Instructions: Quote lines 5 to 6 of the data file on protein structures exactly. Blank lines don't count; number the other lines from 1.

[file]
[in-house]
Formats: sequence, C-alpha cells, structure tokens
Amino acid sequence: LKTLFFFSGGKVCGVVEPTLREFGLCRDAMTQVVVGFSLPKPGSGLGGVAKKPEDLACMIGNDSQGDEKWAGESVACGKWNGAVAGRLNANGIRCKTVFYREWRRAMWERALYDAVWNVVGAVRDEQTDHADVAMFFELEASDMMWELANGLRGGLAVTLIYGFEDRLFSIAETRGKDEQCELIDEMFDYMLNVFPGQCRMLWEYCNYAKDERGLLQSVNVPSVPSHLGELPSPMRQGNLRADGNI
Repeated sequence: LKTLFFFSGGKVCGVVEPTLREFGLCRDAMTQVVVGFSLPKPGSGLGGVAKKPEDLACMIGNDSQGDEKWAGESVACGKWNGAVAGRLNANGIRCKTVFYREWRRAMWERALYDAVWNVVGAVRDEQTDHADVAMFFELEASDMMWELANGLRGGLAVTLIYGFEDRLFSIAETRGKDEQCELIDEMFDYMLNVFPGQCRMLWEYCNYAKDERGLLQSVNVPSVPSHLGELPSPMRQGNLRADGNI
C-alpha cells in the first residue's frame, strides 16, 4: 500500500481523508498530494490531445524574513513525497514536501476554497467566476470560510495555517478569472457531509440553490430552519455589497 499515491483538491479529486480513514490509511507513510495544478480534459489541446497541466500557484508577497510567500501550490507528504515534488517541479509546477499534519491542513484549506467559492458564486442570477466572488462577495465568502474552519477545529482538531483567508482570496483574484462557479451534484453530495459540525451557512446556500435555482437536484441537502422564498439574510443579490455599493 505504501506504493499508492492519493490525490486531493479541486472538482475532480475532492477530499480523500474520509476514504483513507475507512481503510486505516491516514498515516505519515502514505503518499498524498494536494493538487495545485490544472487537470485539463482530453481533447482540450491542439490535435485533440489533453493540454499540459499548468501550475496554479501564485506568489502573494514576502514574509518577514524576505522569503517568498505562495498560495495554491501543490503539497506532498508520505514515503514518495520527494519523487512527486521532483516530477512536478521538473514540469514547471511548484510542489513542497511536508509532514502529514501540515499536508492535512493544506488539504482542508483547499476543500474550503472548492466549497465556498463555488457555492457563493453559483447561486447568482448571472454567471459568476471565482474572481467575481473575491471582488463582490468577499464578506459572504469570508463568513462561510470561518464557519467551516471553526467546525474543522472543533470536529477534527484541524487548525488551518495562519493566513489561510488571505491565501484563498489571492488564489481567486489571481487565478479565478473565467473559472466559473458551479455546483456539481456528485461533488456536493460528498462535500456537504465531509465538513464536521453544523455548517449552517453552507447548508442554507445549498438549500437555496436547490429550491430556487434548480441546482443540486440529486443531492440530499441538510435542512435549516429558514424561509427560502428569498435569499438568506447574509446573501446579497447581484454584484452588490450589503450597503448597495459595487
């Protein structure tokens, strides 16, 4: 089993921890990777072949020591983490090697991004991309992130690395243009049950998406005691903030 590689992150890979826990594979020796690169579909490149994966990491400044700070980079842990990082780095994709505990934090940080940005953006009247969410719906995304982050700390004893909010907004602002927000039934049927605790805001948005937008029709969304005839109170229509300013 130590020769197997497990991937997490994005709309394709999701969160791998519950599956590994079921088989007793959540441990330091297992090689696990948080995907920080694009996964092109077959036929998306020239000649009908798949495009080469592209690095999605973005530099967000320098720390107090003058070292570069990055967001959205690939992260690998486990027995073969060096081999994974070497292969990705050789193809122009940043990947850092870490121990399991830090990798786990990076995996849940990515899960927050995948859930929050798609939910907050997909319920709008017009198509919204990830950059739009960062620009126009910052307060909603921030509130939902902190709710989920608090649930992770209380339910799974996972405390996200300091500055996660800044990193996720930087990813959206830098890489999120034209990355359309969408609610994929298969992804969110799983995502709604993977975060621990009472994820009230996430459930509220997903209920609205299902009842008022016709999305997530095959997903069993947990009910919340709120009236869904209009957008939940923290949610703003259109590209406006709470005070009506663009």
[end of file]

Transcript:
C-alpha cells in the first residue's frame, strides 16, 4: 500500500481523508498530494490531445524574513513525497514536501476554497467566476470560510495555517478569472457531509440553490430552519455589497 499515491483538491479529486480513514490509511507513510495544478480534459489541446497541466500557484508577497510567500501550490507528504515534488517541479509546477499534519491542513484549506467559492458564486442570477466572488462577495465568502474552519477545529482538531483567508482570496483574484462557479451534484453530495459540525451557512446556500435555482437536484441537502422564498439574510443579490455599493 505504501506504493499508492492519493490525490486531493479541486472538482475532480475532492477530499480523500474520509476514504483513507475507512481503510486505516491516514498515516505519515502514505503518499498524498494536494493538487495545485490544472487537470485539463482530453481533447482540450491542439490535435485533440489533453493540454499540459499548468501550475496554479501564485506568489502573494514576502514574509518577514524576505522569503517568498505562495498560495495554491501543490503539497506532498508520505514515503514518495520527494519523487512527486521532483516530477512536478521538473514540469514547471511548484510542489513542497511536508509532514502529514501540515499536508492535512493544506488539504482542508483547499476543500474550503472548492466549497465556498463555488457555492457563493453559483447561486447568482448571472454567471459568476471565482474572481467575481473575491471582488463582490468577499464578506459572504469570508463568513462561510470561518464557519467551516471553526467546525474543522472543533470536529477534527484541524487548525488551518495562519493566513489561510488571505491565501484563498489571492488564489481567486489571481487565478479565478473565467473559472466559473458551479455546483456539481456528485461533488456536493460528498462535500456537504465531509465538513464536521453544523455548517449552517453552507447548508442554507445549498438549500437555496436547490429550491430556487434548480441546482443540486440529486443531492440530499441538510435542512435549516429558514424561509427560502428569498435569499438568506447574509446573501446579497447581484454584484452588490450589503450597503448597495459595487
């Protein structure tokens, strides 16, 4: 089993921890990777072949020591983490090697991004991309992130690395243009049950998406005691903030 590689992150890979826990594979020796690169579909490149994966990491400044700070980079842990990082780095994709505990934090940080940005953006009247969410719906995304982050700390004893909010907004602002927000039934049927605790805001948005937008029709969304005839109170229509300013 130590020769197997497990991937997490994005709309394709999701969160791998519950599956590994079921088989007793959540441990330091297992090689696990948080995907920080694009996964092109077959036929998306020239000649009908798949495009080469592209690095999605973005530099967000320098720390107090003058070292570069990055967001959205690939992260690998486990027995073969060096081999994974070497292969990705050789193809122009940043990947850092870490121990399991830090990798786990990076995996849940990515899960927050995948859930929050798609939910907050997909319920709008017009198509919204990830950059739009960062620009126009910052307060909603921030509130939902902190709710989920608090649930992770209380339910799974996972405390996200300091500055996660800044990193996720930087990813959206830098890489999120034209990355359309969408609610994929298969992804969110799983995502709604993977975060621990009472994820009230996430459930509220997903209920609205299902009842008022016709999305997530095959997903069993947990009910919340709120009236869904209009957008939940923290949610703003259109590209406006709470005070009506663009």